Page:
Overall, romantic love is not held in high regard in The Milk of Dreams. Rather, it contains several depictions of the nuclear family and intimate relationships as downright dangerous. But among the more notable video installations, we find Vietnamese artist Thao Nguyen Phan’s – admittedly unhappy – folkloric love story First Rain, Brise-Soleil (2021–ongoing). Lebanese artist Ali Cherri’s three-channel video installation Of Men and Gods and Mud (2022), a meditation on life and death focusing on a community of men who make bricks for a living, also merits special mention. As does the Chinese new media artist LuYang’s video game-like DOKU – LuYang’s Digital Reincarnation (2020–ongoing), where we follow the artist’s avatar on a kind of philosophical journey of discovery.
The opportunities for presenting monumental works and large installations provided by the biennale’s premises are put to good use, and many of these works are among the strongest in the exhibition. In the Giardini, a large green cast of an elephant sits by the entrance, courtesy of German artist Katharina Fritsch. While the first thing that meets visitors in the Arsenale section of the exhibition is American artist Simone Leigh’s towering sculpture Brick House (2019), a vast head of a woman resting on a foundation reminiscent of the dome of a larger building or a small earthen hut. The most striking thing about the sculpture is that the woman lacks eyes; the area where they should have been is completely smooth and empty. Perhaps a reference to the goddess of justice, Justitia? Regardless of how one interprets this blindness, it is made particularly striking by the fact that the statue is surrounded by Cuban artist Belkis Ayón’s collography prints in which template-like black-and-white human figures lack facial features, but do have very prominent staring eyes.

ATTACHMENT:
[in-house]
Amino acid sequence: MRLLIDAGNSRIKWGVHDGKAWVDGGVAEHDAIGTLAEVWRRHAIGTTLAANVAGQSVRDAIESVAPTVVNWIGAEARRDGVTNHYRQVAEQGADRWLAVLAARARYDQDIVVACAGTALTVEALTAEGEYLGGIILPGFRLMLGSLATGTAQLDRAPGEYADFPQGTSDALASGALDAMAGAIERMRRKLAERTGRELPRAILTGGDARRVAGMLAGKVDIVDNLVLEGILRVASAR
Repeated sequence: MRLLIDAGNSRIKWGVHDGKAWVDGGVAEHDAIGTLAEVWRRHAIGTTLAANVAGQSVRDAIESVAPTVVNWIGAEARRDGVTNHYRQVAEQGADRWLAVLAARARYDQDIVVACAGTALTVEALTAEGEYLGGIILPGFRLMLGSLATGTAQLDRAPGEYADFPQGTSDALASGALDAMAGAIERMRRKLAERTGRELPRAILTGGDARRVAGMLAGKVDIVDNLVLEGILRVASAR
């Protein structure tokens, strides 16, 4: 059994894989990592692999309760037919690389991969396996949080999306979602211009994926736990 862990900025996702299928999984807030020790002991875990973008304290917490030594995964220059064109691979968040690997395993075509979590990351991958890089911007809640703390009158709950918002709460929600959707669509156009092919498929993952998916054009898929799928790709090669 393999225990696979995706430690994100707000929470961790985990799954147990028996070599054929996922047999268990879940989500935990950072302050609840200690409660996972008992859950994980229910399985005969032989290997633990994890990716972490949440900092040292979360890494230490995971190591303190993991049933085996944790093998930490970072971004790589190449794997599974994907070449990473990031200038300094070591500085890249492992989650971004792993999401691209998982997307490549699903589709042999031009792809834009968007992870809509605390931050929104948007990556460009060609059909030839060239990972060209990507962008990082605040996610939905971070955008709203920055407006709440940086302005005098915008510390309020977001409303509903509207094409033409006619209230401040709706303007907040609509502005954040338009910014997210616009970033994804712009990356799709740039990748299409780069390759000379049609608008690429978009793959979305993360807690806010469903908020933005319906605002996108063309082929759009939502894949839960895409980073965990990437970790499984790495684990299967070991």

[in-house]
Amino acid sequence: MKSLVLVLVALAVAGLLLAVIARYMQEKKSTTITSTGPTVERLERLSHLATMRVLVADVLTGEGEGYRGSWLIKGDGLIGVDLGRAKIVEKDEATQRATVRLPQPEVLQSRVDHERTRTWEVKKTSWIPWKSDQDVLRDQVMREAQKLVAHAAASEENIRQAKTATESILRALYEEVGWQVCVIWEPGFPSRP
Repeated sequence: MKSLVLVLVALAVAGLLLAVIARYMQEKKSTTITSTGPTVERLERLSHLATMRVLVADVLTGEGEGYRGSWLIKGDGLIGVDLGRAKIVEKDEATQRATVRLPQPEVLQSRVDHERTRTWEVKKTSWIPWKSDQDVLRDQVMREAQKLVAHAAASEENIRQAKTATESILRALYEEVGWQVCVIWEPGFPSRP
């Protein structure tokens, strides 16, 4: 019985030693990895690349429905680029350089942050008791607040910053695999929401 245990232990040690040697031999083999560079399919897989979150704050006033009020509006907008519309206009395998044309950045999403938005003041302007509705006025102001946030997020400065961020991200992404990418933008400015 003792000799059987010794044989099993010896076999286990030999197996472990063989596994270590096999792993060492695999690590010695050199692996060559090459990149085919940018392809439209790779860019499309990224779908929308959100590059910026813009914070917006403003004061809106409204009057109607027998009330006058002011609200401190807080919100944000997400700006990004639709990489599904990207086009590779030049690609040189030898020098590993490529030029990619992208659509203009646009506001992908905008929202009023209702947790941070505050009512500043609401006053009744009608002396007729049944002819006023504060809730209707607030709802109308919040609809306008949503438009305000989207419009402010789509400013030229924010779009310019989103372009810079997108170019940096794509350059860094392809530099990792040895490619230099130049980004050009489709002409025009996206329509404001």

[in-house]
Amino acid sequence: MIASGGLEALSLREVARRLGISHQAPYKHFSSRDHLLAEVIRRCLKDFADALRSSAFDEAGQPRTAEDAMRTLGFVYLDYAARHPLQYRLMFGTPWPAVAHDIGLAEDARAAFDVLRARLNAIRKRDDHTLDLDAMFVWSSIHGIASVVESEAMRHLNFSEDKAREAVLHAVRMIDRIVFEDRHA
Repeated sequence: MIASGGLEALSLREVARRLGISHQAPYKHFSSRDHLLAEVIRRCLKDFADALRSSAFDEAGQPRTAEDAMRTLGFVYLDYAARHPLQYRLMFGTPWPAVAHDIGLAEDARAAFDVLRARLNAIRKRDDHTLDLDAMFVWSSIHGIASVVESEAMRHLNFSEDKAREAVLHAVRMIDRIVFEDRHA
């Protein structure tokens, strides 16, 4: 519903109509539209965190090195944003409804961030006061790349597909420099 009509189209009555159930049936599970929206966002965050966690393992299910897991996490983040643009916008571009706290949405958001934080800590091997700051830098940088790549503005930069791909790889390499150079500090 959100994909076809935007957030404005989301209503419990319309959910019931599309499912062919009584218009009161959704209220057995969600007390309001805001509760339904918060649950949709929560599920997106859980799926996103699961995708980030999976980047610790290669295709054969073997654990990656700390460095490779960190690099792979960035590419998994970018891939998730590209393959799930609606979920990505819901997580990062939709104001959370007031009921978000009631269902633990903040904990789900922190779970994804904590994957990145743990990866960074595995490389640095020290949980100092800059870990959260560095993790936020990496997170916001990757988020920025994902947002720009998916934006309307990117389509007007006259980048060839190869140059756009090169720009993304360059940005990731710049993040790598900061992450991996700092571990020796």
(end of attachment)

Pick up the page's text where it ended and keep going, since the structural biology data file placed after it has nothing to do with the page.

We find another interesting correspondence between a seemingly odd couple: Ovartaci and Nan Goldin. The intriguing Danish transsexual artist Ovartaci spent much of their life in a psychiatric institution, creating an entire world populated by distinctive female figures with feline features, reminiscent of aliens. We meet with a nice, small selection of these figures, both in the form of paintings and as paper dolls. The next gallery features Goldin’s collage film Sirens (2019–2021), making it impossible to overlook the similarities between the skinny intoxicated models with their heavily made-up eyes and Ovartaci’s mysterious female figures.
Norwegian artist Sandra Mujinga fills an entire gallery with green light and her distinctive sculptures – a group of human-like but inhumanly large beings and a glistening black tent. Encased in coarsely woven fabrics, the broad-shouldered yet unsubstantial figures look like ghostly warriors taken from a sci-fi game. Just as when entering a new setting in a game world, I was struck by the feeling that something unexpected and dramatic might happen; it is a scene of suspension and suspense.
Also impressive are two vast installations that, each in their own way, use soil as a material. Colombian artist Delcy Morelos’s labyrinth-like Earthly Paradise (2022) fills most of the room with a massive structure of dark, moist soil that is said to smell of cocoa, cloves, and cinnamon – scents which I, with my still somewhat reduced sense of smell after a bout of Covid in March, was only vaguely able to sense. The term “earthly paradise” is taken quite literally here, and despite the installation’s fragrant properties, the title makes it difficult not to think of this soil as a possible end to one’s journey: a burial site.
One sees more visible signs of life in the soil that forms the basis of Nigerian-American artist Precious Okoyomon’s fantastic installation To See the Earth before the End of the World (2022), a cultivated landscape in which visitors can roam on winding paths. Here, we find flowers, green foliage, and butterflies as well as some enigmatic women-like earthen figures, guardians of the earth. Or perhaps they could be more accurately described as earth’s avengers; they have a mildly threatening air, and I felt them at my back as I walked out of the exhibition.
Not everything is strong. Parts of the exhibition in the Giardini in particular feel uneven, giving off a haphazard art fair vibe. But all in all, The Milk of Dreams is an effective and timely problematisation of the hierarchies in art. Alemani’s exhibition comes at a time when criticism of major institutions is palpably felt everywhere as decolonisation, BLM, and #MeToo have all become mainstream movements. One might say that the only way the institutions can stay relevant is to incorporate, and thus to a certain extent render harmless, the forces that want to challenge or undermine them. But one might also ask whether an institution such as the Venice Biennale could endure – at least in its current form – if the revolutionary forces that simmer in The Milk of Dreams had truly been given free rein.